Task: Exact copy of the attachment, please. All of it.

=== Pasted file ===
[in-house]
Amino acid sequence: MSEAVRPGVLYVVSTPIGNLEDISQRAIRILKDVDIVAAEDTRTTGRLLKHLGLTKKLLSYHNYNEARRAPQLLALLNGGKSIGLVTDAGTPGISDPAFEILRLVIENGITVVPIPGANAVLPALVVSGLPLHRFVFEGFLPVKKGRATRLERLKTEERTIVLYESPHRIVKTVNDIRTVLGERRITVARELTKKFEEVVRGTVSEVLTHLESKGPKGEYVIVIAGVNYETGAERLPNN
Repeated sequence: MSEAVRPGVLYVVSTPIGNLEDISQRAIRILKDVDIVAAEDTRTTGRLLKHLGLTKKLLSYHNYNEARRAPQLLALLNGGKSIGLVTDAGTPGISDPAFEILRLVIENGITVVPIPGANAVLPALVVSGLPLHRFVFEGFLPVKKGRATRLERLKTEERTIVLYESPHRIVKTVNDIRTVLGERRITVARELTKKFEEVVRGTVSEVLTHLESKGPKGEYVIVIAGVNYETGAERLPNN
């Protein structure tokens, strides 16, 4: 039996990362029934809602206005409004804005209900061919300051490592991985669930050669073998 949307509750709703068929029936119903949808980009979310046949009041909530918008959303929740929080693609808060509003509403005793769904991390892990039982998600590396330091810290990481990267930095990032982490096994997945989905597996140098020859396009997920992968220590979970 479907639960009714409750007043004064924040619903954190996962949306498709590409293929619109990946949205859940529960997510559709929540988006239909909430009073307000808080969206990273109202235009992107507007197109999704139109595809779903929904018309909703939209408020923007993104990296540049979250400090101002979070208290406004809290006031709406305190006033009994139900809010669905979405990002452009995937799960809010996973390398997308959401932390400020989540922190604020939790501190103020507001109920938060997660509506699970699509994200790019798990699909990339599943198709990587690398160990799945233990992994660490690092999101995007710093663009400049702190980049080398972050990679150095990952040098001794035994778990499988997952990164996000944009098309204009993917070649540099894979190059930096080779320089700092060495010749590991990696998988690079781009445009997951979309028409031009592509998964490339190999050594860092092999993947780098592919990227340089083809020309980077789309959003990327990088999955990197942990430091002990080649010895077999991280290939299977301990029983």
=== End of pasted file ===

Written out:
[in-house]
Amino acid sequence: MSEAVRPGVLYVVSTPIGNLEDISQRAIRILKDVDIVAAEDTRTTGRLLKHLGLTKKLLSYHNYNEARRAPQLLALLNGGKSIGLVTDAGTPGISDPAFEILRLVIENGITVVPIPGANAVLPALVVSGLPLHRFVFEGFLPVKKGRATRLERLKTEERTIVLYESPHRIVKTVNDIRTVLGERRITVARELTKKFEEVVRGTVSEVLTHLESKGPKGEYVIVIAGVNYETGAERLPNN
Repeated sequence: MSEAVRPGVLYVVSTPIGNLEDISQRAIRILKDVDIVAAEDTRTTGRLLKHLGLTKKLLSYHNYNEARRAPQLLALLNGGKSIGLVTDAGTPGISDPAFEILRLVIENGITVVPIPGANAVLPALVVSGLPLHRFVFEGFLPVKKGRATRLERLKTEERTIVLYESPHRIVKTVNDIRTVLGERRITVARELTKKFEEVVRGTVSEVLTHLESKGPKGEYVIVIAGVNYETGAERLPNN
């Protein structure tokens, strides 16, 4: 039996990362029934809602206005409004804005209900061919300051490592991985669930050669073998 949307509750709703068929029936119903949808980009979310046949009041909530918008959303929740929080693609808060509003509403005793769904991390892990039982998600590396330091810290990481990267930095990032982490096994997945989905597996140098020859396009997920992968220590979970 479907639960009714409750007043004064924040619903954190996962949306498709590409293929619109990946949205859940529960997510559709929540988006239909909430009073307000808080969206990273109202235009992107507007197109999704139109595809779903929904018309909703939209408020923007993104990296540049979250400090101002979070208290406004809290006031709406305190006033009994139900809010669905979405990002452009995937799960809010996973390398997308959401932390400020989540922190604020939790501190103020507001109920938060997660509506699970699509994200790019798990699909990339599943198709990587690398160990799945233990992994660490690092999101995007710093663009400049702190980049080398972050990679150095990952040098001794035994778990499988997952990164996000944009098309204009993917070649540099894979190059930096080779320089700092060495010749590991990696998988690079781009445009997951979309028409031009592509998964490339190999050594860092092999993947780098592919990227340089083809020309980077789309959003990327990088999955990197942990430091002990080649010895077999991280290939299977301990029983």